Why cancer should be declared a national disaster in Kenya

Friday November 08 2019

Cuban doctor Dainelis Ortega examines a patient, Jackline Munee, at Runyenjes Hospital during a free cancer screening clinic organised by the Embu County government on November 8, 2019. PHOTO | GEORGE MUNENE | NATION MEDIA GROUP


From scarcity of specialists and diagnostic equipment … to availability of drugs in the market and lack of finances, cancer treatment in Kenya faces several challenges.

There are currently 30 oncologists in the country against a population of 48,000 cancer patients, with the number rising at an alarmingly rate. Most of them are based in Nairobi, and citizens in remote areas have to travel longer distances to get treatment, which sometimes delays for months and even years, depending on the time of booking.

The waiting causes previously curable tumours to advance to incurable stages while some patients die while on the waiting list.


In Kenya, cancer is treated through medical, surgical, and radiation therapies such as radiotherapy and chemotherapy to kill the cancerous cells and prevent them from spreading.

Kenya boasts 12 radiotherapy machines, of which KNH has three while the rest are in private hospitals. However, with only one radiotherapy centre at KNH, the country’s cancer management is limping.


Nairobi hosts some of the best cancer hospitals in the country. The cost of cancer treatment varies from Sh500,000, depending on the type of cancer being treated, to over Sh1 million.

Many Kenyans are not able to afford the treatment even in public hospitals. This explains the unacceptable high annual mortality rate of 28,000. Globally, cancer causes more deaths than HIV, TB and malaria combined.


Some 70 per cent of the global cancer burden is in low and middle-income countries. In Kenya, cancer is now the third leading cause of death and second among non-communicable diseases, accounting for seven per cent of overall mortality rate.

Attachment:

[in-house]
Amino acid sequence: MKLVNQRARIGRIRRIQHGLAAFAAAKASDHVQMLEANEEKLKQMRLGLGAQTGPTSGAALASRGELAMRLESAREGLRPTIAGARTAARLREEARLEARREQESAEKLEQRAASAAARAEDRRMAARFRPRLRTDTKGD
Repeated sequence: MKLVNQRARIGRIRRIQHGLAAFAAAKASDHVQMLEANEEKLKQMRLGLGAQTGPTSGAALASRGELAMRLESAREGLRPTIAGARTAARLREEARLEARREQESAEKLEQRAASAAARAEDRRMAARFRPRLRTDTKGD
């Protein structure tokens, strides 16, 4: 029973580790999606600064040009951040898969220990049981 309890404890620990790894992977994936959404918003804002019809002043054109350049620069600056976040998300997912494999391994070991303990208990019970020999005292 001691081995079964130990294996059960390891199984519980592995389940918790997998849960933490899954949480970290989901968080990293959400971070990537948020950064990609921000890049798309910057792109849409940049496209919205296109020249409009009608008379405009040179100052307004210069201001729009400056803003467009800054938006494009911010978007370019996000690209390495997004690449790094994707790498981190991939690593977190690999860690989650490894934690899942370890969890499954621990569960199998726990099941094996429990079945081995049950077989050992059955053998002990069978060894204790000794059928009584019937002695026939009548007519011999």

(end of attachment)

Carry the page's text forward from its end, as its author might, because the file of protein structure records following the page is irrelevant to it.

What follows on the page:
The annual incidences are estimated to be 47,000 new cases with an annual mortality rate of 28,000.

Although cancer is curable, unfortunately 70-80 per cent of patients are diagnosed with the disease when it is at an advanced stage, with a high incidence of misdiagnosis and inadequate screening hindering early detection.

With the inclusion of cancer in the National Health Insurance Fund, many Kenyans are hoping to get the services affordably. Is there anything you can do to lessen the chances of getting cancer?


Cancer risk factors include exposure to chemicals or other substances, as well as certain behaviours like smoking. They also include things people cannot control, like age and family history.

A family history of certain cancers can be a sign of a possible inherited cancer syndrome.

Cancer happens when normal cells change so that they grow in an uncontrolled way. This uncontrolled growth causes a tumour to form. This could be triggered by several factors.

The biggest risk factor for most cancers is age, and most people diagnosed are over 60.

Other factors include lifestyle habits, hormones, cancer-causing substances (chemicals), chronic inflammation, diet, hormones, immunosuppression and infectious agents; but the majority of cancers, including prostate, have no known cause.


It is not possible to explain why some people develop cancer and others do not, hence there is no certain way to prevent one from contracting this deadly disease.

However, there are things one can do to reduce the risk, for instance, stop smoking as it is not only linked to lung cancer but also other forms of cancer.

Always eat a well-balanced diet, rich in all the nutrients, and exercise at least 30 minutes or more for most days of the week. Weight should be kept stable as being overweight may heighten your risk of cancer.

Consume alcohol in moderation and one should also ensure they get immunised to prevent specific virus that amplifies the risk of cancer such as the human papillomavirus (HPV).

Other experts advise people to avoid excessive sun exposure by wearing protective clothes, using sunscreen or staying in a shade to prevent skin cancer. The role of mental health in managing cancer.

Cancer diagnosis can at times disrupt someone’s life. The trauma of one receiving the results of cancer positive can lead to mental health challenges, more so during times when balance in life is difficult to maintain.

According to the World Health Organisation, mental health is defined as “a state of well-being in which every individual realises his or her own potential, can cope with the normal stresses of life, can work productively and fruitfully, and is able to make a contribution to her or his community”.